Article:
Despite a lawsuit challenging the legality of Lower Macungie Township approving a tax increment financing plan for the planned Hamilton Crossings shopping center, “the developer intends to proceed full speed ahead,” said township solicitor Richard Somach.
He added: “For those interested, your Costco is still coming.”
Cedar Realty Trust filed the lawsuit against the township last week in Lehigh County Court.
The goal of that suit, said Somach, is to nullify ordinances passed by Lower Macungie commissioners on June 5 that authorized the township’s participation in a TIF for the shopping center.
“All interested parties believe that the action filed by Cedar Realty is without merit,” declared Somach.
The solicitor made his remarks during the commissioners’ public meeting Thursday night, which was held after he briefed them on the Cedar Realty litigation in a closed-door executive session.
He said the township must file a formal response to the suit by July 30.
Somach said he confirmed on Thursday that the Hamilton Crossings developers intend to petition Lehigh County court to intervene in the case.
If the court permits their intervention, he indicated the majority of work in defending against the suit will be handled by the developers.
He said the developers even intend to reimburse the township for any expenses incurred because of the lawsuit.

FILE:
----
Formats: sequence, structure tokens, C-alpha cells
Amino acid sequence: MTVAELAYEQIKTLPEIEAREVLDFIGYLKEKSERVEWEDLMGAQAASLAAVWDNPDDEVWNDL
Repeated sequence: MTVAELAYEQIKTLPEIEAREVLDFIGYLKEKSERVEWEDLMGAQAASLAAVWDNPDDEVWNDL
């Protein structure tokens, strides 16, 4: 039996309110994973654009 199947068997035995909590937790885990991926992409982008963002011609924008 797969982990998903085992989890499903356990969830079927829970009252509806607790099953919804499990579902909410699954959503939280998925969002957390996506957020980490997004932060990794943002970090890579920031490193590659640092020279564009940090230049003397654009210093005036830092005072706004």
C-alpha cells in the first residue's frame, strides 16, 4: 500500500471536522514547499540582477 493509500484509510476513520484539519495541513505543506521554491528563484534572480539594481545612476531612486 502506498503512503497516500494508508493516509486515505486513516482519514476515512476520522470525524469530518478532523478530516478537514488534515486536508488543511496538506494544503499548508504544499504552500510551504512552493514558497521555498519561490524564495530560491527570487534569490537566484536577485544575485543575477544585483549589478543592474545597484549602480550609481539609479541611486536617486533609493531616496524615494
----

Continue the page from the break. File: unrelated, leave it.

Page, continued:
“My time, for which we will be reimbursed, will be minimal --- reviewing what they are doing because we are the named defendant,” said Somach.
The $139-million Hamilton Crossings will include a Costco, Target and Whole Foods as its anchor stores.
It will be built on 63 acres along Krocks Road between Hamilton Boulevard and Route 222 in the township.
The developers have said construction of the shopping center could begin before the end of this year and it will be completed by the summer of 2016.
Cedar Realty owns the adjoining Trexler Plaza and Trexler Mall shopping centers, which are farther west along Hamilton Boulevard, on the Lower Macungie/Upper Macungie boundary.
For more than a year before Lower Macungie approved the TIF plan by a
3-2 vote in June, Jonathan Hugg, Cedar Realty’s lawyer, had been threatening legal action at public meetings where Hamilton Crossings was discussed.
Cedar Realty maintains that, by approving the TIF, the township is giving Hamilton Crossings an unfair competitive advantage. The company maintains the TIF subsidizes Hamilton Crossing while hurting its own shopping centers.
Hugg has said Cedar Realty invested more than $30 million to redevelop its two shopping centers in the last few years, without any government subsidy or handout.
He has complained that Hamilton Crossings is even trying to lure Cedar Realty’s tenants out of the two shopping centers.
Cedar Realty also maintains the Hamilton Crossings site should not qualify for a TIF because it is in an affluent township, not a blighted urban area..
But Hamilton Crossings developer Tim Harrison has said Pennsylvania’s tax increment financing law does not require that TIF financing can only be used in blighted urban areas.
Harrison said the law stipulates that the planning commission of a municipality where the property is located must find that one of six criteria exists.
One of those criteria is economically or socially undesirable land use.
Harrison said on Nov. 13, 2012, Lower Macungie’s planning commission “found that this barren property -- on which nothing will grow, on which nothing can be built, which generates $7,000 of property tax from 63 acres – constitutes an economically or socially undesirable land use.”